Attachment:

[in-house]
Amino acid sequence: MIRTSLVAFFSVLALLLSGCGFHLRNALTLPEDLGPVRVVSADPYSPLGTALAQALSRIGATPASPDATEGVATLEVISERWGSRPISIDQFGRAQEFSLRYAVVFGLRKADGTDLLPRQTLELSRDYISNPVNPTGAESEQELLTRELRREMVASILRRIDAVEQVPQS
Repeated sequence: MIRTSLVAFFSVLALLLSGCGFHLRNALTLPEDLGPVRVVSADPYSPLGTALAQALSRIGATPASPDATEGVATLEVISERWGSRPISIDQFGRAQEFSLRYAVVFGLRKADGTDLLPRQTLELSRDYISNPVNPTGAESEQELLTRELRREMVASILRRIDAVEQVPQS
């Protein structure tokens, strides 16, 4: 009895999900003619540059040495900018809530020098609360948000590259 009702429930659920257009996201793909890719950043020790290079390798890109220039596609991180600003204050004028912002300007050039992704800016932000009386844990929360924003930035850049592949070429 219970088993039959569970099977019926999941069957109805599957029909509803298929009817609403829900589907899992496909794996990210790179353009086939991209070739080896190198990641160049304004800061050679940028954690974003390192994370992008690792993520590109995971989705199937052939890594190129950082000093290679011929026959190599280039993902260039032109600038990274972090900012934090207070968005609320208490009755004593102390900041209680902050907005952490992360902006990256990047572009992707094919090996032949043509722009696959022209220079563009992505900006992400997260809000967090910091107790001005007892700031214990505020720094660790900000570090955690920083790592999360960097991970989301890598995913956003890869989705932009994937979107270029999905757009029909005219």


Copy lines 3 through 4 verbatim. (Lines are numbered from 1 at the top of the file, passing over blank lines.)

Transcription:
Repeated sequence: MIRTSLVAFFSVLALLLSGCGFHLRNALTLPEDLGPVRVVSADPYSPLGTALAQALSRIGATPASPDATEGVATLEVISERWGSRPISIDQFGRAQEFSLRYAVVFGLRKADGTDLLPRQTLELSRDYISNPVNPTGAESEQELLTRELRREMVASILRRIDAVEQVPQS
């Protein structure tokens, strides 16, 4: 009895999900003619540059040495900018809530020098609360948000590259 009702429930659920257009996201793909890719950043020790290079390798890109220039596609991180600003204050004028912002300007050039992704800016932000009386844990929360924003930035850049592949070429 219970088993039959569970099977019926999941069957109805599957029909509803298929009817609403829900589907899992496909794996990210790179353009086939991209070739080896190198990641160049304004800061050679940028954690974003390192994370992008690792993520590109995971989705199937052939890594190129950082000093290679011929026959190599280039993902260039032109600038990274972090900012934090207070968005609320208490009755004593102390900041209680902050907005952490992360902006990256990047572009992707094919090996032949043509722009696959022209220079563009992505900006992400997260809000967090910091107790001005007892700031214990505020720094660790900000570090955690920083790592999360960097991970989301890598995913956003890869989705932009994937979107270029999905757009029909005219």